I came to birding — the art of watching wild wings — late in life. Yet there linger images deep from my past.
- A snowy owl, whose midnight beak, gold eyes and cast shadow were the only things separating it from the white landscape it mastered over.
- A lone bald eagle perched on a rock mid-river, fiercely pinning a fish beneath its deadly talons.
- The kestrel hovering humming-bird style over a grassy meadow while hunting in the early morning light.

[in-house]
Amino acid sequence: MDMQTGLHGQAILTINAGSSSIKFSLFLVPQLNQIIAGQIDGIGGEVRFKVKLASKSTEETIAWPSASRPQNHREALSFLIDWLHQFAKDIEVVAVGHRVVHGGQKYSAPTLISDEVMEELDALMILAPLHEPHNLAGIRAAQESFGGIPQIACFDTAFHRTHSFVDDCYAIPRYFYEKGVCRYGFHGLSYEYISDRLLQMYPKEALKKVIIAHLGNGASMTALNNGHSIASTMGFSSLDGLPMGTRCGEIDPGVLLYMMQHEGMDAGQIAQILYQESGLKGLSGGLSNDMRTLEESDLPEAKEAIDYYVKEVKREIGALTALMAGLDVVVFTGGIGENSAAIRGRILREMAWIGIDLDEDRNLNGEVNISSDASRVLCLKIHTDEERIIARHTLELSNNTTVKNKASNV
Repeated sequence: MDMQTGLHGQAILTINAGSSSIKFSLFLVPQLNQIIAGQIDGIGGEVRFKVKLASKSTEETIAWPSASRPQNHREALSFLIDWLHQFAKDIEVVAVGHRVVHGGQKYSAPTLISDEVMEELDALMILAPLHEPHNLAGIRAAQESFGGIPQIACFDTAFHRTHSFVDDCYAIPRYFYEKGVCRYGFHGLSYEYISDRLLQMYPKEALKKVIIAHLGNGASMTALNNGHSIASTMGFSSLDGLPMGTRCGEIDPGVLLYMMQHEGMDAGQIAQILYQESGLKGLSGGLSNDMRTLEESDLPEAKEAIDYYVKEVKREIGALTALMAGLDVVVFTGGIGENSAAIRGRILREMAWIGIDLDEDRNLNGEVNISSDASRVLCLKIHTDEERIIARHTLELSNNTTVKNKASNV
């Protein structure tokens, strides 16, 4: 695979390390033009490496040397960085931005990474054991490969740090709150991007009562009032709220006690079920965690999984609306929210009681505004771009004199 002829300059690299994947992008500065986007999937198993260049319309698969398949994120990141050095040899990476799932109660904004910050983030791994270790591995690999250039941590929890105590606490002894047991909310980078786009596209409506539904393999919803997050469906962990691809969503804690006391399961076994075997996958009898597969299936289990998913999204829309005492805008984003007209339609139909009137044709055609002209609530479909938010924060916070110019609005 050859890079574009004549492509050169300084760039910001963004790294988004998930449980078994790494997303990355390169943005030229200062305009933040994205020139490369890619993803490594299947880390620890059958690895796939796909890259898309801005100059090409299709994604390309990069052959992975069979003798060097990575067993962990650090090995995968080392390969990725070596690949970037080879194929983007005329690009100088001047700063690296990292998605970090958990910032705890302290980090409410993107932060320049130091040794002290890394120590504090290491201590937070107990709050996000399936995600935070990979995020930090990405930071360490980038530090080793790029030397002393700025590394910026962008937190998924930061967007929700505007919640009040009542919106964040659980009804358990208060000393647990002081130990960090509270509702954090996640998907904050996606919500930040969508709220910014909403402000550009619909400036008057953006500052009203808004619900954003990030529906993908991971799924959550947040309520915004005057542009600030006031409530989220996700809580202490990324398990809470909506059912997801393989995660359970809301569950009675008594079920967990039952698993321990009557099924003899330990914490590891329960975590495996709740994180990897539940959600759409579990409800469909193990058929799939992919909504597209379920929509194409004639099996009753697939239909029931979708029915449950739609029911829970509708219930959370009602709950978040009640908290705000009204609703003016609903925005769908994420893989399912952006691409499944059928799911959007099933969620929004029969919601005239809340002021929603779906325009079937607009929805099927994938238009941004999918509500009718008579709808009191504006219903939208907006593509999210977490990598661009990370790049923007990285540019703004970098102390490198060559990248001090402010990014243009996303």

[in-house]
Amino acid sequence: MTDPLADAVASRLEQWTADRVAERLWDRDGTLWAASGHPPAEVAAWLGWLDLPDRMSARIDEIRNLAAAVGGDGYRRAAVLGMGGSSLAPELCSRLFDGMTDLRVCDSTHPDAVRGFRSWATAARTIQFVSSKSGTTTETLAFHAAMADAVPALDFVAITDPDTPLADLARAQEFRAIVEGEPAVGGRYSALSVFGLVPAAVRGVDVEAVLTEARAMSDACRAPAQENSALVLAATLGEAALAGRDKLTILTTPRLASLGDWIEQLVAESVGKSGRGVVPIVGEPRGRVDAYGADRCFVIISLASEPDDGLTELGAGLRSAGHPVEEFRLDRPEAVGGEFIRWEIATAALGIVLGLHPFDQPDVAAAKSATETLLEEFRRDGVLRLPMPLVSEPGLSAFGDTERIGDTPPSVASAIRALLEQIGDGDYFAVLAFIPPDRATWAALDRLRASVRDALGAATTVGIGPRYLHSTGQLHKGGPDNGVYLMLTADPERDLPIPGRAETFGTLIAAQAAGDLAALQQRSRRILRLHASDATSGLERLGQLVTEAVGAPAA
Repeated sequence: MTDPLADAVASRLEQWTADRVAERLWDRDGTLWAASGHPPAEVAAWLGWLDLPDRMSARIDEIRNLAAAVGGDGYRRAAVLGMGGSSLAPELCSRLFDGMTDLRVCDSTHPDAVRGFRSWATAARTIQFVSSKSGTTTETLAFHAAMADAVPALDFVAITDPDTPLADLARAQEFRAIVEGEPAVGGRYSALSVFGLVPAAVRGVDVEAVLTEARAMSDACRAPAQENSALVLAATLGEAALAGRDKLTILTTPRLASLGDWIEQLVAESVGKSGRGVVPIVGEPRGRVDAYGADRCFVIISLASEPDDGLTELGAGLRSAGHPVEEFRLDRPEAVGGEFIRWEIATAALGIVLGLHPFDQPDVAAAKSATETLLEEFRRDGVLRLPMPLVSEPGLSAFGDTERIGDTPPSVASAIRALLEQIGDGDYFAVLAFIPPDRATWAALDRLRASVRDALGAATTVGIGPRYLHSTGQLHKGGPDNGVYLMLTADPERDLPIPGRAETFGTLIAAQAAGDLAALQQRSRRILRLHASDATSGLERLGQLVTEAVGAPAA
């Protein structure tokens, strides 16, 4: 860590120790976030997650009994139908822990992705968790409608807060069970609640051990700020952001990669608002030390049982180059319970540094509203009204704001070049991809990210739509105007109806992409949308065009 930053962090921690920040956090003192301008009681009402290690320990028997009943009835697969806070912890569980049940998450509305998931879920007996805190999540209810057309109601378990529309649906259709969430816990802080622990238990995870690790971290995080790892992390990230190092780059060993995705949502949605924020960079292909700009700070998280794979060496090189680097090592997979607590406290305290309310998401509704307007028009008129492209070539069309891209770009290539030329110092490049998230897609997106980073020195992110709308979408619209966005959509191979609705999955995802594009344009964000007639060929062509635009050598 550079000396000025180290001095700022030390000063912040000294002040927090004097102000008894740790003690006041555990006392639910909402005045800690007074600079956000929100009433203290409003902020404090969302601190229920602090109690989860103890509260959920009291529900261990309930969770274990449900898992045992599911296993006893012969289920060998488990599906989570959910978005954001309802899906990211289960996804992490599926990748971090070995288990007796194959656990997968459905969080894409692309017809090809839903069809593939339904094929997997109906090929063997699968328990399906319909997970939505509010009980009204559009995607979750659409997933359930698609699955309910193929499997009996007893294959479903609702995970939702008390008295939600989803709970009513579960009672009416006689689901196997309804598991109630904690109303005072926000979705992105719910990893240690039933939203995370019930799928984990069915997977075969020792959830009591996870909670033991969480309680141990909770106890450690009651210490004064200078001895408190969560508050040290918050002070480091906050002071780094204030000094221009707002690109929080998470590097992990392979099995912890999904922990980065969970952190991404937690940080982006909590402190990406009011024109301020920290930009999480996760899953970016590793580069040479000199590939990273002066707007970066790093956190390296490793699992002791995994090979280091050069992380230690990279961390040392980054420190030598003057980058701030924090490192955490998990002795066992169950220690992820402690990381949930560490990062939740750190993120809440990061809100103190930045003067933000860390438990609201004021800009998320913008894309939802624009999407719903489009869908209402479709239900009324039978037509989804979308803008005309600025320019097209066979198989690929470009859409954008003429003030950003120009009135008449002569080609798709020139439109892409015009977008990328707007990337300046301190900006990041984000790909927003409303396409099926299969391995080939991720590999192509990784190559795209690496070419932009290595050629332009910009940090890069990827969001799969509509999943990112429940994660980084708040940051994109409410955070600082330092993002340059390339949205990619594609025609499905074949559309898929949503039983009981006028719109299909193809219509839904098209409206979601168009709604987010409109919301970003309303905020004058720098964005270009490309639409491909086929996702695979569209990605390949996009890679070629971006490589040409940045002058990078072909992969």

- White pelicans floating on a lake that reminded me of canvas sailing ships.
Now I do more than note their existence. I see their struggle to survive, admire their strength, and recognize their fragility. Like a nosy neighbor my presence is not always welcome and frequently ignored as songbirds serenade each other and woodpeckers drum out messages in bird Morris code. They leave feathers on forest floors for me to discover and tuck into my cap. Their aerial life is one I envy and can almost fully experience in my dreams.